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Obesity (Silver Spring). 2020 Jan;28(1):171-177. doi: 10.1002/oby.22662. Epub 2019 Dec 4.

It's Absolutely Relative: The Effect of Age on the BMI-Mortality Relationship in Postmenopausal Women.

Author information

1
Department of Epidemiology and Environmental Health, School of Public Health and Health Professions, University at Buffalo, The State University of New York, Buffalo, New York, USA.
2
Department of Nutrition Sciences, University of Arizona Cancer Center, University of Arizona, Tucson, Arizona, USA.
3
Department of Global Health and Center for Global Health and Development, Boston University School of Public Health, Boston, Massachusetts, USA.
4
Division of Research, Kaiser Permanente Northern California, Oakland, California, USA.
5
Division of Cardiovascular Medicine, Department of Medicine, Stanford University School of Medicine, Stanford, California, USA.
6
Department of Epidemiology, School of Public Health, University of Washington, Seattle, Washington, USA.
7
RAND Corporation, Santa Monica, California, USA.
8
Department of Public Health Sciences, University of California, Davis, Davis, California, USA.
9
Department of Epidemiology, College of Public Health, University of Iowa, Iowa City, Iowa, USA.
10
Department of Obstetrics and Gynecology, University of Oklahoma Health Sciences Center, Oklahoma City, Oklahoma, USA.

Abstract

OBJECTIVE:

The use of relative and absolute effect estimates has important implications for the interpretation of study findings. Likewise, examining additive and multiplicative interaction can lead to differing conclusions about the joint effects of two exposure variables. The aim of this paper is to examine the relationship between BMI and mortality on the relative and absolute scales and investigate interaction between BMI and age.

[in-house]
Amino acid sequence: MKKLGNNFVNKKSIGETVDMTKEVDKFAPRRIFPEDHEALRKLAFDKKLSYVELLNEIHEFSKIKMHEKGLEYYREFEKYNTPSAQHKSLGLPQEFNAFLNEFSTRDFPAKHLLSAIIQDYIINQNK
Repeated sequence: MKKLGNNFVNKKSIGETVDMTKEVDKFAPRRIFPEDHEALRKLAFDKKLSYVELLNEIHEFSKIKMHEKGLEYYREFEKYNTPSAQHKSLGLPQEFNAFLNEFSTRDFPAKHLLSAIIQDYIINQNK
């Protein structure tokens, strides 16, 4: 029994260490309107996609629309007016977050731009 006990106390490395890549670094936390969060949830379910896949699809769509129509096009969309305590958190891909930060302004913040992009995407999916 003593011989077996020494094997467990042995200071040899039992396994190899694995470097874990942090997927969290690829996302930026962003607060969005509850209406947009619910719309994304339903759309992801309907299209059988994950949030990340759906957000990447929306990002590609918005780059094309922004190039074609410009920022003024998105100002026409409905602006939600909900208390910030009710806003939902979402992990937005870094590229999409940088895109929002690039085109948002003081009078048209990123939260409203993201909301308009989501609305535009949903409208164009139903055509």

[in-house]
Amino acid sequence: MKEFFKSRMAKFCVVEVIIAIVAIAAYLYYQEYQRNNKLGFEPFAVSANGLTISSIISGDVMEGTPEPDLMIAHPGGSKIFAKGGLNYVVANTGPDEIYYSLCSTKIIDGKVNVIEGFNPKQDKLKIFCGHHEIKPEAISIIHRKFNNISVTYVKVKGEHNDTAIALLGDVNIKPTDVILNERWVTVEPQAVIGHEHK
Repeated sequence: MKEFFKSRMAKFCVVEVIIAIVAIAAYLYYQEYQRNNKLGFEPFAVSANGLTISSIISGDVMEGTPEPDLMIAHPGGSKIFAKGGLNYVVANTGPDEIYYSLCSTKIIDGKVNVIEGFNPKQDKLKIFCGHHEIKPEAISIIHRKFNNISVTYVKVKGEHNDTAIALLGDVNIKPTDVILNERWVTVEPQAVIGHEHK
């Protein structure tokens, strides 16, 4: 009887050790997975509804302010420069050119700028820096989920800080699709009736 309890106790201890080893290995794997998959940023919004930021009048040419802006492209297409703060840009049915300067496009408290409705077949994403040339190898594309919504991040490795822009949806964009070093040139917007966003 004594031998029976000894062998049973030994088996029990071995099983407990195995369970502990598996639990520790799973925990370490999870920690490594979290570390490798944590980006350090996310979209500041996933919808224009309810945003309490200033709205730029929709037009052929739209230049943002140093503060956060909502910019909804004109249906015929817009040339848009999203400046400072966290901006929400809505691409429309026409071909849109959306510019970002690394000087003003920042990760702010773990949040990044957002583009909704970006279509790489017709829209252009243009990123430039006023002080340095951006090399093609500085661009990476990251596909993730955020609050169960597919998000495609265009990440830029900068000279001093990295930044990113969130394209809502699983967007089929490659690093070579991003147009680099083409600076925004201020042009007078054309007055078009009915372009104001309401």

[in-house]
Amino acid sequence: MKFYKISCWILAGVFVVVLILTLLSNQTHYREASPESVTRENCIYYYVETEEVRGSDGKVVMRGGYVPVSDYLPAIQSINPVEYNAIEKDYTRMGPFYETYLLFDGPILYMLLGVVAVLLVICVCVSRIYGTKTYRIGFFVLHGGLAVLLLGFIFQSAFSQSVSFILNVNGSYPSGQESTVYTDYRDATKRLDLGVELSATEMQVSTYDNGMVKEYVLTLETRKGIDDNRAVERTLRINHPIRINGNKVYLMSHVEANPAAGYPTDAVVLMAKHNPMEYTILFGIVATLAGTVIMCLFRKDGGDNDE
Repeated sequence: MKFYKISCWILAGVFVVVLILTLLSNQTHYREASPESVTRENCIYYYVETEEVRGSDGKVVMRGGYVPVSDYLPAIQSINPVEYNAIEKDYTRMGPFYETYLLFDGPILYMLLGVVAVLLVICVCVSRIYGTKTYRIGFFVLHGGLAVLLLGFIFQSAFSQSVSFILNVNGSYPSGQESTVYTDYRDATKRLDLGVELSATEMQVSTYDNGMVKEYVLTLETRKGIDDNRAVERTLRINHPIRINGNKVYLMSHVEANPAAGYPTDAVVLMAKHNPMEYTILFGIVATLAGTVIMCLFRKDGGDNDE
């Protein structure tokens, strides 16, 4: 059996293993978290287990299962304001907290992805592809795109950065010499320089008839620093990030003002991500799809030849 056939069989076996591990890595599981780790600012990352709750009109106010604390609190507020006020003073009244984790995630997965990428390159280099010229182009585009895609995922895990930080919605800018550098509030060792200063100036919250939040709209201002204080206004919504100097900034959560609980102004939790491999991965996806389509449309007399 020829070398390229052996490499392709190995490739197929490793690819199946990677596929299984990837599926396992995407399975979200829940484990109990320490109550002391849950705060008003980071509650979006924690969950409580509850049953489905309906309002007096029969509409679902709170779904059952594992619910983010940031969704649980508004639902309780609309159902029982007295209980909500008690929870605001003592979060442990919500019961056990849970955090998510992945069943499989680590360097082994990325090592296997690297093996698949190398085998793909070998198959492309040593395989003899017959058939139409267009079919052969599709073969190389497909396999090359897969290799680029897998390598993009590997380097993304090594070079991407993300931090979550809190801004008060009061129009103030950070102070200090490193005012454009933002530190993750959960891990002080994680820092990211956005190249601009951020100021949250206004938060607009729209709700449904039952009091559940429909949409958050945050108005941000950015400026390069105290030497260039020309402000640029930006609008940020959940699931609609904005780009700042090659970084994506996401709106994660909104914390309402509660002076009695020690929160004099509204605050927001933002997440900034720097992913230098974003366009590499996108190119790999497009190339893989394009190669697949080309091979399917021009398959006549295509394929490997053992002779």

METHODS:

Data from 68,132 participants in the Women's Health Initiative (WHI) study were used. The risk ratio and risk difference of BMI on mortality were estimated. A product term was also included to examine interaction between BMI and age on the multiplicative scale, and the relative excess risk of interaction was calculated to measure additive interaction.

RESULTS:

Results demonstrated that the mortality risk ratio decreased as women aged, but the mortality risk difference increased as women aged. Evidence of additive and multiplicative interaction between age and BMI was found.

CONCLUSIONS:

In postmenopausal women, the relative mortality risk associated with high BMI decreased with increasing age, but the absolute risk of high BMI increased with increasing age. This indicates the importance of considering the interaction between age and BMI to understand mortality risk in older women.

PMID:
31799808
PMCID:
PMC6989046
[Available on 2021-01-01]
DOI:
10.1002/oby.22662

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